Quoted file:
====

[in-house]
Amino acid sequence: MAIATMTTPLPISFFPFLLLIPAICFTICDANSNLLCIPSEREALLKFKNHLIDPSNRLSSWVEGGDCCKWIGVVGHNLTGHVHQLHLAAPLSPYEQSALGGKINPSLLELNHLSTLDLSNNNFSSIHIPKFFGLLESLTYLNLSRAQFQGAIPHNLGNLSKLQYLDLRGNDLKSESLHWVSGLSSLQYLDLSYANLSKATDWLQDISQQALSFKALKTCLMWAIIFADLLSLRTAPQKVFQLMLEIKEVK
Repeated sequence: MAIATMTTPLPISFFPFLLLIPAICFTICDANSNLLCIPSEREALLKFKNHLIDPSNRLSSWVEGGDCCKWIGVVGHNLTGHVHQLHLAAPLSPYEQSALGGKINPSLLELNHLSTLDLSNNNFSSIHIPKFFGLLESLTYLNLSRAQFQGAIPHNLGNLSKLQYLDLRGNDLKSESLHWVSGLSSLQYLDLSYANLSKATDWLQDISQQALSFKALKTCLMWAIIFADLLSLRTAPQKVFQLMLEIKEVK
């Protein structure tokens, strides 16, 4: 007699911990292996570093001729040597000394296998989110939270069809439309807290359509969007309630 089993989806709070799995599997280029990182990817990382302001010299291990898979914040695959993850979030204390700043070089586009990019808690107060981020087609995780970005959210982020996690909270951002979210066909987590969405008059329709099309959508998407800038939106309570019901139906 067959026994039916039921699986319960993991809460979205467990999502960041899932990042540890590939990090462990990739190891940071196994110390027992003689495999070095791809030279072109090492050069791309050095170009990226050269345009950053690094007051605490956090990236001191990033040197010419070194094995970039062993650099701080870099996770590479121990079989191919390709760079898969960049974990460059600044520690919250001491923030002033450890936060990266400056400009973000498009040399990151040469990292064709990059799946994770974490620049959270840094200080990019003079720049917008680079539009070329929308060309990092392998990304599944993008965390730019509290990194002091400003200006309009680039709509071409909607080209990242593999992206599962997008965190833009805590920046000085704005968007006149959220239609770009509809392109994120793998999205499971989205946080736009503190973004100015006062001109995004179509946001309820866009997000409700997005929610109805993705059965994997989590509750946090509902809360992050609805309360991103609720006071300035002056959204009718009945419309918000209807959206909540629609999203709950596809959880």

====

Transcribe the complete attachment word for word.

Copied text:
[in-house]
Amino acid sequence: MAIATMTTPLPISFFPFLLLIPAICFTICDANSNLLCIPSEREALLKFKNHLIDPSNRLSSWVEGGDCCKWIGVVGHNLTGHVHQLHLAAPLSPYEQSALGGKINPSLLELNHLSTLDLSNNNFSSIHIPKFFGLLESLTYLNLSRAQFQGAIPHNLGNLSKLQYLDLRGNDLKSESLHWVSGLSSLQYLDLSYANLSKATDWLQDISQQALSFKALKTCLMWAIIFADLLSLRTAPQKVFQLMLEIKEVK
Repeated sequence: MAIATMTTPLPISFFPFLLLIPAICFTICDANSNLLCIPSEREALLKFKNHLIDPSNRLSSWVEGGDCCKWIGVVGHNLTGHVHQLHLAAPLSPYEQSALGGKINPSLLELNHLSTLDLSNNNFSSIHIPKFFGLLESLTYLNLSRAQFQGAIPHNLGNLSKLQYLDLRGNDLKSESLHWVSGLSSLQYLDLSYANLSKATDWLQDISQQALSFKALKTCLMWAIIFADLLSLRTAPQKVFQLMLEIKEVK
């Protein structure tokens, strides 16, 4: 007699911990292996570093001729040597000394296998989110939270069809439309807290359509969007309630 089993989806709070799995599997280029990182990817990382302001010299291990898979914040695959993850979030204390700043070089586009990019808690107060981020087609995780970005959210982020996690909270951002979210066909987590969405008059329709099309959508998407800038939106309570019901139906 067959026994039916039921699986319960993991809460979205467990999502960041899932990042540890590939990090462990990739190891940071196994110390027992003689495999070095791809030279072109090492050069791309050095170009990226050269345009950053690094007051605490956090990236001191990033040197010419070194094995970039062993650099701080870099996770590479121990079989191919390709760079898969960049974990460059600044520690919250001491923030002033450890936060990266400056400009973000498009040399990151040469990292064709990059799946994770974490620049959270840094200080990019003079720049917008680079539009070329929308060309990092392998990304599944993008965390730019509290990194002091400003200006309009680039709509071409909607080209990242593999992206599962997008965190833009805590920046000085704005968007006149959220239609770009509809392109994120793998999205499971989205946080736009503190973004100015006062001109995004179509946001309820866009997000409700997005929610109805993705059965994997989590509750946090509902809360992050609805309360991103609720006071300035002056959204009718009945419309918000209807959206909540629609999203709950596809959880």